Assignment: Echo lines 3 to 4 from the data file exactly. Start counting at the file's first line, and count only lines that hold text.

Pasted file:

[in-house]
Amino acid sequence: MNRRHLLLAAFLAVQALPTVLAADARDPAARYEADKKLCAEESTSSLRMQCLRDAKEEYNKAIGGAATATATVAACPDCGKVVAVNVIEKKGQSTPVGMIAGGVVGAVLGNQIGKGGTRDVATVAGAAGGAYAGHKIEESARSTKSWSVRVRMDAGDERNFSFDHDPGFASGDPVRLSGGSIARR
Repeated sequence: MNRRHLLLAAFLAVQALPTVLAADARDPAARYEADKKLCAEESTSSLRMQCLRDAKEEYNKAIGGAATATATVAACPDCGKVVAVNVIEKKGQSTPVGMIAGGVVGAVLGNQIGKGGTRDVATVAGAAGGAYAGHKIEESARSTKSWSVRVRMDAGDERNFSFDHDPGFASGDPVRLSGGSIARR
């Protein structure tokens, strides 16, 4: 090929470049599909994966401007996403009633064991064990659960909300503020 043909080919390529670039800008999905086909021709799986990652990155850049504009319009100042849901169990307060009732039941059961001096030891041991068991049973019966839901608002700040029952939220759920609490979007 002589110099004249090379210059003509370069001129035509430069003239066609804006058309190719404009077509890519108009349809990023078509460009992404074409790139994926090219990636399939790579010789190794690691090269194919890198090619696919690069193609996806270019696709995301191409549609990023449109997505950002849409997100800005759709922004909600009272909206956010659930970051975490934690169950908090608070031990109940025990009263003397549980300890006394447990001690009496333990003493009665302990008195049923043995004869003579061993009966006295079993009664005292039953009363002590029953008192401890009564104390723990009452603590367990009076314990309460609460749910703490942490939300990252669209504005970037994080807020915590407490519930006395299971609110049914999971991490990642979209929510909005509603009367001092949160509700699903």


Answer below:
Repeated sequence: MNRRHLLLAAFLAVQALPTVLAADARDPAARYEADKKLCAEESTSSLRMQCLRDAKEEYNKAIGGAATATATVAACPDCGKVVAVNVIEKKGQSTPVGMIAGGVVGAVLGNQIGKGGTRDVATVAGAAGGAYAGHKIEESARSTKSWSVRVRMDAGDERNFSFDHDPGFASGDPVRLSGGSIARR
């Protein structure tokens, strides 16, 4: 090929470049599909994966401007996403009633064991064990659960909300503020 043909080919390529670039800008999905086909021709799986990652990155850049504009319009100042849901169990307060009732039941059961001096030891041991068991049973019966839901608002700040029952939220759920609490979007 002589110099004249090379210059003509370069001129035509430069003239066609804006058309190719404009077509890519108009349809990023078509460009992404074409790139994926090219990636399939790579010789190794690691090269194919890198090619696919690069193609996806270019696709995301191409549609990023449109997505950002849409997100800005759709922004909600009272909206956010659930970051975490934690169950908090608070031990109940025990009263003397549980300890006394447990001690009496333990003493009665302990008195049923043995004869003579061993009966006295079993009664005292039953009363002590029953008192401890009564104390723990009452603590367990009076314990309460609460749910703490942490939300990252669209504005970037994080807020915590407490519930006395299971609110049914999971991490990642979209929510909005509603009367001092949160509700699903």